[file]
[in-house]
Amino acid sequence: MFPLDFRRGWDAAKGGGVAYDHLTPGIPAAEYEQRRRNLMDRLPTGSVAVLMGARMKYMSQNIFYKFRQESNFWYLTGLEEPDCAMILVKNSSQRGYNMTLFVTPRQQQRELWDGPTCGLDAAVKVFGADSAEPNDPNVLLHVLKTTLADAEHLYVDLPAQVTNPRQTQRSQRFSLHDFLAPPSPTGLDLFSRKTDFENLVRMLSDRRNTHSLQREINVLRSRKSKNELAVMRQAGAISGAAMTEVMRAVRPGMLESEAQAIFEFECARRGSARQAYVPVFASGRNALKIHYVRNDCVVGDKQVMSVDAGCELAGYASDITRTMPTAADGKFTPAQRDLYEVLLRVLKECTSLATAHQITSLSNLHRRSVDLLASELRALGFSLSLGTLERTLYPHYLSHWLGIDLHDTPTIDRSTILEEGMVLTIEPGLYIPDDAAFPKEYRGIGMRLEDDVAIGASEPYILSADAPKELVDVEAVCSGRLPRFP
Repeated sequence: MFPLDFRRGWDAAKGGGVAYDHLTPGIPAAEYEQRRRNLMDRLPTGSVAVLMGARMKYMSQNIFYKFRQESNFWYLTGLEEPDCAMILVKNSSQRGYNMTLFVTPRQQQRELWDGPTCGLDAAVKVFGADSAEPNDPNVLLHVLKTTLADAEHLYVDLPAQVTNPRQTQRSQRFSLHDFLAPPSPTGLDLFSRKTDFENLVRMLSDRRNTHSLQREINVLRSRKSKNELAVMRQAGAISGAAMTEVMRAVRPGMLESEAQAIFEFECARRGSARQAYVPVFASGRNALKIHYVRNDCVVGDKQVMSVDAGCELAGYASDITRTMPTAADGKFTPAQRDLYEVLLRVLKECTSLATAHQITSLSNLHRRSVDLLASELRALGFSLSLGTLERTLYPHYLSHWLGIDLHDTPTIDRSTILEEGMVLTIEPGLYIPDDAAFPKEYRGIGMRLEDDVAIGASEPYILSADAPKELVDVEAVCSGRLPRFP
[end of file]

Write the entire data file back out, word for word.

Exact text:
[in-house]
Amino acid sequence: MFPLDFRRGWDAAKGGGVAYDHLTPGIPAAEYEQRRRNLMDRLPTGSVAVLMGARMKYMSQNIFYKFRQESNFWYLTGLEEPDCAMILVKNSSQRGYNMTLFVTPRQQQRELWDGPTCGLDAAVKVFGADSAEPNDPNVLLHVLKTTLADAEHLYVDLPAQVTNPRQTQRSQRFSLHDFLAPPSPTGLDLFSRKTDFENLVRMLSDRRNTHSLQREINVLRSRKSKNELAVMRQAGAISGAAMTEVMRAVRPGMLESEAQAIFEFECARRGSARQAYVPVFASGRNALKIHYVRNDCVVGDKQVMSVDAGCELAGYASDITRTMPTAADGKFTPAQRDLYEVLLRVLKECTSLATAHQITSLSNLHRRSVDLLASELRALGFSLSLGTLERTLYPHYLSHWLGIDLHDTPTIDRSTILEEGMVLTIEPGLYIPDDAAFPKEYRGIGMRLEDDVAIGASEPYILSADAPKELVDVEAVCSGRLPRFP
Repeated sequence: MFPLDFRRGWDAAKGGGVAYDHLTPGIPAAEYEQRRRNLMDRLPTGSVAVLMGARMKYMSQNIFYKFRQESNFWYLTGLEEPDCAMILVKNSSQRGYNMTLFVTPRQQQRELWDGPTCGLDAAVKVFGADSAEPNDPNVLLHVLKTTLADAEHLYVDLPAQVTNPRQTQRSQRFSLHDFLAPPSPTGLDLFSRKTDFENLVRMLSDRRNTHSLQREINVLRSRKSKNELAVMRQAGAISGAAMTEVMRAVRPGMLESEAQAIFEFECARRGSARQAYVPVFASGRNALKIHYVRNDCVVGDKQVMSVDAGCELAGYASDITRTMPTAADGKFTPAQRDLYEVLLRVLKECTSLATAHQITSLSNLHRRSVDLLASELRALGFSLSLGTLERTLYPHYLSHWLGIDLHDTPTIDRSTILEEGMVLTIEPGLYIPDDAAFPKEYRGIGMRLEDDVAIGASEPYILSADAPKELVDVEAVCSGRLPRFP